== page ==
Video Card: The only place my brother has played Steam games on Very High settings has been on my Home PC, which features a GTX 970. He definitely wanted one in his system, or at least a video card that performs very similar to a GTX 970 (780ti, r9 290, etc.). He will be playing on a 1080p monitor, so this GTX 970 should give him plenty of time before he needs to upgrade to possibly an SLI setup, or even a new video card. I bought this GTX 970 at such a cheap price through EVGA's B-Stock program, which sells video cards at discounted prices due to their slight cosmetic deficiencies (can be seen in the close up picture of the video card). They come with a 1 year warranty, so with the budget I was given, it was a no-brainer to buy this video card and add it to the system.
Case: I have previously built in Corsair cases, and I love their setup quite a bit. This case is no exception, except for one small detail that I did not notice before purchasing the case. I love cable management, so you can imagine my dismay when I realized that there was no cutout in the upper left hand corner of the case to route the CPU power cable through. I tried my best to disguise it, and it is completely invisible from outside the case looking through the window. This case does look quite awesome. The included fan is very quiet, and the fan LEDs are not too bright. Overall, I would build in this case again, but if I had a slightly bigger budget, I would probably go for the Corsair 200r because I just love that case.
Power Supply: The power supply is a very important part of a PC build, and I see too many people building PCs with unreliable power supplies that could lead to complications down the road. I limited my search for the right power supply by only selecting from power supplies that were on a list of reputable power supplies (a quick Google search can find the list). Once I found one that had a nice discount on it, I pulled the trigger. It also helped that this power supply was 80+ Gold Certified. Now it isn't modular, but I value performance, reliability and price over looks and easiness of use. Plus, I like a challenge when cable managing.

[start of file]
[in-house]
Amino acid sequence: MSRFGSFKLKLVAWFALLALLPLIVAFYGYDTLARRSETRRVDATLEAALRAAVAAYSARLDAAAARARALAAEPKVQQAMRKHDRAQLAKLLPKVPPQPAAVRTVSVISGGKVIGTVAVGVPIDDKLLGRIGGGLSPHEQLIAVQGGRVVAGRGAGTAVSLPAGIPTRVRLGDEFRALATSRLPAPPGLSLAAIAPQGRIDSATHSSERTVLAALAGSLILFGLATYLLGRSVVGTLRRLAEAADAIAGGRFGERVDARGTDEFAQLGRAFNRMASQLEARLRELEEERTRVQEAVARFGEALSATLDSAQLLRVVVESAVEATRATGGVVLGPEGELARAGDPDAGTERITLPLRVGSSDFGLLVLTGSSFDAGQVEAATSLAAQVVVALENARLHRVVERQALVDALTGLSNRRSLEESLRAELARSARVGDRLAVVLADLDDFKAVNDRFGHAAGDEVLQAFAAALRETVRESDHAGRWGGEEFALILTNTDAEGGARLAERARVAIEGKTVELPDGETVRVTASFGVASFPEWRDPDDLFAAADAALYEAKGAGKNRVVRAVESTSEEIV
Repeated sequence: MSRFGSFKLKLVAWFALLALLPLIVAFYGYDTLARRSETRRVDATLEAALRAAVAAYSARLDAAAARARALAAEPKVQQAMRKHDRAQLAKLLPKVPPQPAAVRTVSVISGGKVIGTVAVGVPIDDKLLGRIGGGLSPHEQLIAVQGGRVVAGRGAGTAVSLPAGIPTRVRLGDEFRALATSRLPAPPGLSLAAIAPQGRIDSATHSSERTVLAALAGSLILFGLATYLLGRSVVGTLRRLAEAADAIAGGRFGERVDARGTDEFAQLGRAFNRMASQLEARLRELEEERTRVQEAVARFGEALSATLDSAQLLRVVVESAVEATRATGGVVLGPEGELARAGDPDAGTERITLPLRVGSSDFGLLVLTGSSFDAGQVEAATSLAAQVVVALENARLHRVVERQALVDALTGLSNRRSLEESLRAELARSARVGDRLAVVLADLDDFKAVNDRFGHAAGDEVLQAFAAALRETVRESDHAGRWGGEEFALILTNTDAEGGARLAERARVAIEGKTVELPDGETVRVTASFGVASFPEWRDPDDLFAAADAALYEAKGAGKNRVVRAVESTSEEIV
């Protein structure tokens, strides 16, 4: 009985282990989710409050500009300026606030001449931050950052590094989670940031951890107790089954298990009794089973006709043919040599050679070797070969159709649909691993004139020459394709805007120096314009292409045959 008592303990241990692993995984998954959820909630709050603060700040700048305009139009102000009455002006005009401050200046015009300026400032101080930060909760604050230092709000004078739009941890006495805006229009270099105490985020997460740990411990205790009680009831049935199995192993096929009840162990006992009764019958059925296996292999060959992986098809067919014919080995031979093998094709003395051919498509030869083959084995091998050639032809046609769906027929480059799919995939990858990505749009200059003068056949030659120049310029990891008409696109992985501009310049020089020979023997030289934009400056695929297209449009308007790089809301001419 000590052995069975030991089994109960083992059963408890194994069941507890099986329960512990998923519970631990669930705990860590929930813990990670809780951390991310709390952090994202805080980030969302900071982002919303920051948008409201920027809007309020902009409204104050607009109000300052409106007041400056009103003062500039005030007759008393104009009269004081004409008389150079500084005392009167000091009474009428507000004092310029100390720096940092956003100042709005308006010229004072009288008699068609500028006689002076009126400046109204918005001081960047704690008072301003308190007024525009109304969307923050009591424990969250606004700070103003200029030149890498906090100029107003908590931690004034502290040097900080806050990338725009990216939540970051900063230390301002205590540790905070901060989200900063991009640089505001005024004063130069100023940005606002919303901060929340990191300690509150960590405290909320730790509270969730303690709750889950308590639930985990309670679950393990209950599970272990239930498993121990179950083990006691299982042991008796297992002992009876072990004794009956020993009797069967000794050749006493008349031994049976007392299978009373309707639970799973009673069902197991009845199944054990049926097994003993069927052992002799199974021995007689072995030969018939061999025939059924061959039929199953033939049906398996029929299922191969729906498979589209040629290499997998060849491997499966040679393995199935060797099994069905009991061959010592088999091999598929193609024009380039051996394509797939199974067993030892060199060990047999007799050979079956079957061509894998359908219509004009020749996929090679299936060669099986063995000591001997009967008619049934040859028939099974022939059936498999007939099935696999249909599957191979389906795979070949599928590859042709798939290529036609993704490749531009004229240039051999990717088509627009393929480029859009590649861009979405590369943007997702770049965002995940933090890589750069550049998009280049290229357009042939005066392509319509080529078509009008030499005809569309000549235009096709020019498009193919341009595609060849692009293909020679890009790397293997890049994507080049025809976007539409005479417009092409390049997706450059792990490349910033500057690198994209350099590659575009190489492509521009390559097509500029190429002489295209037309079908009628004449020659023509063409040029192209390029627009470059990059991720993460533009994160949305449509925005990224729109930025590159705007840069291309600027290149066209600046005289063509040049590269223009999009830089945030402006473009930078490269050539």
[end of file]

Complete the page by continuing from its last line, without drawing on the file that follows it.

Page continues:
Case Fan: The case only came with one Corsair red LED fan that is setup as intake, so I took an old Thermaltake fan I had at home and set it up as an exhaust fan. The blue LED clashing with the red LED looks pretty cool. I was pleasantly surprised.
I spent countless hours in total looking for deals on r/buildapcsales as I was building this PC. Building a powerful PC as I did with the budget given was definitely a challenge. But it never seemed like work because I love PCs and I love a good challenge. All my savings came from price matches, coupons, discounts, or mail-in-rebates. This PC, if currently built, would cost around $900 without discounts, so I ended up saving my brother around $250. Thanks for looking at my build and reading my book of a description. Cheers.